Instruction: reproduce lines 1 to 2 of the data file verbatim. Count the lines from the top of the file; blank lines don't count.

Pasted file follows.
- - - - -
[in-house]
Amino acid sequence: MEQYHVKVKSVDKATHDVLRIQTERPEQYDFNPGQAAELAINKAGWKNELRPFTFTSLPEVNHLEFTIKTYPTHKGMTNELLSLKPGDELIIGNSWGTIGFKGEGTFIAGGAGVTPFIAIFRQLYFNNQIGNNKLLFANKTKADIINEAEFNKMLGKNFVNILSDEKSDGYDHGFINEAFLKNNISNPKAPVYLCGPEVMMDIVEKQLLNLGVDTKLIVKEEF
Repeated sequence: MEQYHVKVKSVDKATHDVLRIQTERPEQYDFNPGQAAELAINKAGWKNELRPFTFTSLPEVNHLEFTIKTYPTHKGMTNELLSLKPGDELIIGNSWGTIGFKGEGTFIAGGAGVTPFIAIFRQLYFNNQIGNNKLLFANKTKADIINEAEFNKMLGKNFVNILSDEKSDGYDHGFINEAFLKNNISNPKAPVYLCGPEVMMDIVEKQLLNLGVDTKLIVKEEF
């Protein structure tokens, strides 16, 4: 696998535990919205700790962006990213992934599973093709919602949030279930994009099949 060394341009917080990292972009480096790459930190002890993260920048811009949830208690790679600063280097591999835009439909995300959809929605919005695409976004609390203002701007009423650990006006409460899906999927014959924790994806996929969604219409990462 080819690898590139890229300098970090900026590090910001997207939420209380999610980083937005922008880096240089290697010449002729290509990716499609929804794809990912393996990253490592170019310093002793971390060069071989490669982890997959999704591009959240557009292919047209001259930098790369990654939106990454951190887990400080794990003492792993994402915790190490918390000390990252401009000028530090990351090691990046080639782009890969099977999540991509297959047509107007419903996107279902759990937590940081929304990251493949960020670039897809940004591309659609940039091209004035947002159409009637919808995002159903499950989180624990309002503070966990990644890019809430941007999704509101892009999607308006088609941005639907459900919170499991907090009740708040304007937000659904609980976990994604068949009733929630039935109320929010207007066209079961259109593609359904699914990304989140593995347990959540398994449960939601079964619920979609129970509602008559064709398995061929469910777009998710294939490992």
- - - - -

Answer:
[in-house]
Amino acid sequence: MEQYHVKVKSVDKATHDVLRIQTERPEQYDFNPGQAAELAINKAGWKNELRPFTFTSLPEVNHLEFTIKTYPTHKGMTNELLSLKPGDELIIGNSWGTIGFKGEGTFIAGGAGVTPFIAIFRQLYFNNQIGNNKLLFANKTKADIINEAEFNKMLGKNFVNILSDEKSDGYDHGFINEAFLKNNISNPKAPVYLCGPEVMMDIVEKQLLNLGVDTKLIVKEEF